About a decade ago, businesses started to become aware of the magnitude of the challenges associated with doing business in China and other emerging markets. For the most part, however, the customers with whom they would be doing business were still the “usual suspects,” so the challenges were mainly around operations and logistics.
In a book I co-authored with Atlee Valentine Pope, Co-Destiny: Overcome Your Growth Challenges by Helping Your Customers Overcome Theirs , one firm's experiences were used to suggest a strategy for reaching new global markets:
- Some time ago, one of our clients with responsibilities for his firm’s major customers showed us his 'Nightmare Room.' The walls were covered with a series of eleven world maps, one for the present year and one for each of the next ten years. Pins showed the locations where major customer support was occurring today and where it was forecasted to occur into the future. From a sparse pin collection concentrated mostly in North America, the sequence evolved to resemble a pin cushion.
The strategic advice we provided to that customer involved focusing upon existing customer relationships, and identifying how collaboration with those customers could facilitate entry into new country markets. We emphasized that the challenge of the pin cushion was also an opportunity to deliver increasing value to its customers, helping it to deal with the complexities of new global markets. The advice emphasized “Co-Destiny” strategies through which suppliers could create value for their customers and capture value for their shareholders.
We think this is still quite good advice for firms that serve global customers whose own plans involve continued growth in emerging markets. A senior executive in the customer organization that was the focus of the “Nightmare Room” story recently concurred with our assessment. He noted that his firm now generates almost 40 percent of its sales from customers in markets that accounted for less than 5 percent of its volume a decade ago. But he noted that “In 1999, we should have bought an additional box of pins and just stuck them into random locations in China. It's now our largest single market, surpassing the US last year.”
This firm's experience is not unusual. China continues its record of extraordinary growth, with every year consistently showing increases at or near the double-digit range. The progression of Chinese income distribution has reflected that ongoing growth, and Chinese consumers now have an appetite for products and services that were only dreams a decade earlier.
This has important implications for most businesses, whose 2011 plans almost certainly include strategic initiatives to achieve growth in China. The executives who underestimated China’s potential in 1999 are unlikely to do so in 2011. China is on everyone’s radar scope.
Forget 1999. There are major changes that must be considered in developing 2011 growth plans for China’s market. In 1999, the customers of interest were global firms that entered China in order to take advantage of low-cost manufacturing potential. While they sourced and manufactured in China, their markets were largely in Western countries, and the cultures and processes that these global firms put into place in China were familiar ones transplanted from North America, Japan, and Europe.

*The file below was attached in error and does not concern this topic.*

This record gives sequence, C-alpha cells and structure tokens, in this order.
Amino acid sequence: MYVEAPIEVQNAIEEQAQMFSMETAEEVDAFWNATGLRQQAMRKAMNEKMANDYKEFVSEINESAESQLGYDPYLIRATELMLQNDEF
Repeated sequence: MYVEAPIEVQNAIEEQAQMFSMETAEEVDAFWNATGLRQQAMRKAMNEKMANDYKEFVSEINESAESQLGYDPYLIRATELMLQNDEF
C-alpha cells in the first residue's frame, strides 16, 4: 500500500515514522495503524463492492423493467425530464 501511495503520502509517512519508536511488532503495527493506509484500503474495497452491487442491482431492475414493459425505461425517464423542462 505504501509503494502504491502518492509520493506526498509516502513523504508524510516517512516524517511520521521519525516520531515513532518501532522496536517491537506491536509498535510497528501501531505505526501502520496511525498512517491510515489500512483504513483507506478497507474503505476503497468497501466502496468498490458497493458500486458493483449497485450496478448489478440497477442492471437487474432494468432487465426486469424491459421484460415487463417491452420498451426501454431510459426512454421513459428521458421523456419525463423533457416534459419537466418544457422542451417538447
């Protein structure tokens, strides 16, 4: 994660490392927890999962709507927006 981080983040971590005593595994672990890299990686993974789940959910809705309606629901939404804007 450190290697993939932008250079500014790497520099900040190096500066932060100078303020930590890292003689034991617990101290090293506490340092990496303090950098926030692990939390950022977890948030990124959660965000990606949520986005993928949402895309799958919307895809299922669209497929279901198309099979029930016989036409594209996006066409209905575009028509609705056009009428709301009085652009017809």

Those nightmares were relatively tame. Today, the growth plans of many companies focus on the China market itself, including consumer markets with fast-growing disposable income and business markets that now include Chinese companies that are themselves gaining position on the roster of global firms. It is no longer enough that the China growth strategy address the needs of Western firms operating there. Going forward, it must respond to the needs of the China market itself. This requires a massive transformation in strategy and thinking.
Businesses will learn as they go through this transformation that the concept of a Co-Destiny relationship has soared to new levels in China. We often offer the following comparison: In Western markets, firms win contracts often on the basis of product, service, and price advantages. They then focus on building strong customer relationships in order to sustain that business. In China, firms win business on the basis of relationship; then they focus on the product, service, and price challenges that are on the minds of their customers to sustain that business.
We’ve often been told that this contrast constitutes good hyperbole to illustrate the importance of relationships in China. Our response is that there is no hyperbole to the comparison. Relationship is a fact of life for businesses operating in China’s markets.
— George F. Brown Jr. is the CEO and cofounder of Blue Canyon Partners Inc., a strategy consulting firm working with leading business suppliers on growth strategy. He co-wrote this article with David G. Hartman, the China Practice Director at Blue Canyon Partners. Hartman was a former faculty member with Harvard University and previously executive director of the National Bureau of Economic Research. He has been an active participant in China’s markets for over 20 years, speaks Mandarin, and resides in Beijing.